Here to return to
THE PUBLIC GRANARY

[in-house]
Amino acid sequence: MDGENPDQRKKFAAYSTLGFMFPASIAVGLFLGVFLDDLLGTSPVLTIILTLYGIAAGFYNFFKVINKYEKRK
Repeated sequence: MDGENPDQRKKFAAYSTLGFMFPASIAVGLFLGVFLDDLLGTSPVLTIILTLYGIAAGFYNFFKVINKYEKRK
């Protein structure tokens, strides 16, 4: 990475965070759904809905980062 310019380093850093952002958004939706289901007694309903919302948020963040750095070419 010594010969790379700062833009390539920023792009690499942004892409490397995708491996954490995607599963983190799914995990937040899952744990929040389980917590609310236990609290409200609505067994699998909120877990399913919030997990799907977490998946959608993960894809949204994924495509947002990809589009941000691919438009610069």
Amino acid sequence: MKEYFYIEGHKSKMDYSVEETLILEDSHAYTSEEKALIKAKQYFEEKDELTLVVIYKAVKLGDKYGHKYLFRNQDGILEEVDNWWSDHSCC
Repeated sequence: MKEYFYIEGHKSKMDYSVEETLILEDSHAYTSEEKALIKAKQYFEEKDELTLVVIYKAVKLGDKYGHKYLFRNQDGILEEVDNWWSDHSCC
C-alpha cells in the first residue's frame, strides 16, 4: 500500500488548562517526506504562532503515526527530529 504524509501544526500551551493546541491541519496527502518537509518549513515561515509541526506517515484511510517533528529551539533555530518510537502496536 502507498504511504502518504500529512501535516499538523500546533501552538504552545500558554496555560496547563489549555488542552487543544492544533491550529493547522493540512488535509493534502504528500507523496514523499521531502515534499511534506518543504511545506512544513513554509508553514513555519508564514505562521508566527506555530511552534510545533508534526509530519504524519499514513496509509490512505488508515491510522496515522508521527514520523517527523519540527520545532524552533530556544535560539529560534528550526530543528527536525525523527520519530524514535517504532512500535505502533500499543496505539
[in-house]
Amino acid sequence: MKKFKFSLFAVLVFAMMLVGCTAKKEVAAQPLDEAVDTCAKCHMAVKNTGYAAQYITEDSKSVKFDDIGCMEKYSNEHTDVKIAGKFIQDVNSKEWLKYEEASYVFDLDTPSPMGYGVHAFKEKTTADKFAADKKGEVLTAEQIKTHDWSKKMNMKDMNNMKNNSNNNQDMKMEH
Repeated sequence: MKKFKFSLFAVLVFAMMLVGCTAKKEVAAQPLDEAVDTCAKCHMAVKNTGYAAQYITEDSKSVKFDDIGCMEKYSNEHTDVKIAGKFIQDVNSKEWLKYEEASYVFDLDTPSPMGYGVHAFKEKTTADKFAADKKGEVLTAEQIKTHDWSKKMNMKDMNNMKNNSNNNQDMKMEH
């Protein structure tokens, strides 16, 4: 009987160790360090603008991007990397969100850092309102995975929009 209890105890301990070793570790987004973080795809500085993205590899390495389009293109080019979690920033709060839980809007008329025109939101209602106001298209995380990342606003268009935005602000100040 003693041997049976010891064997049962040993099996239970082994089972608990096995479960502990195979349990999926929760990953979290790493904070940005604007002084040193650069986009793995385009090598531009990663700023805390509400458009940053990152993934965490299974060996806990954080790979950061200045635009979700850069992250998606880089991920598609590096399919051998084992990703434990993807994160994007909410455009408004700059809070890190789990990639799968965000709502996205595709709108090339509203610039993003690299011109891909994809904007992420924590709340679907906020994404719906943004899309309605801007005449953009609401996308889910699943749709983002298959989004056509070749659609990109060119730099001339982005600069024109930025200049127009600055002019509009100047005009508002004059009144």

IN April, 1728, the Town voted that “a Grainery be built on the Common, near the Almshouse”; and that a sum not exceeding eleven hundred pounds sterling be appropriated therefor. The location of this building was a little to the north of the Park Street Subway entrance. In the year 1737, “to accommodate the Workhouse, and to make the Appearance or Prospect the better,” the Granary was removed to the corner of Long Acre Street, where the Park Street Church now stands. The Granary was the most roomy edifice in the Town, occupying an area of twenty-four hundred square feet. It was built of wood, with oaken rafters, and had a storing capacity for twelve thousand bushels of grain, chiefly wheat, rye, and Indian corn. It was a prominent landmark in Boston, and gave its name to the adjacent Burying-Ground. At a meeting of the Selectmen, August 2, 1738, it was reported that “the tar under the Granary heats the grain that lies on the lower floor, and damnifies it; also that weevils have taken the corn, and mice annoy the corn much, being very numerous.” The chief function of the Granary was its service as a repository, where the poor might buy grain in small quantities at a slight advance over its cost. In 1795 it was decided to sell the building; but for some years thereafter it was occupied by various tradespeople, and portions of it were devoted to the sale of refreshments, and to the storage of second-hand furniture. Finally in 1809 the Granary was removed to Commercial Point, Dorchester, where it was reconstructed and used as a tavern. The sails for the famous frigate Constitution (which was launched in October, 1797, at Hart’s Ship Yard, now Constitution Wharf) were made in the Granary, which was the only available building large enough for the purpose.Click the book image to turn to the next Chapter.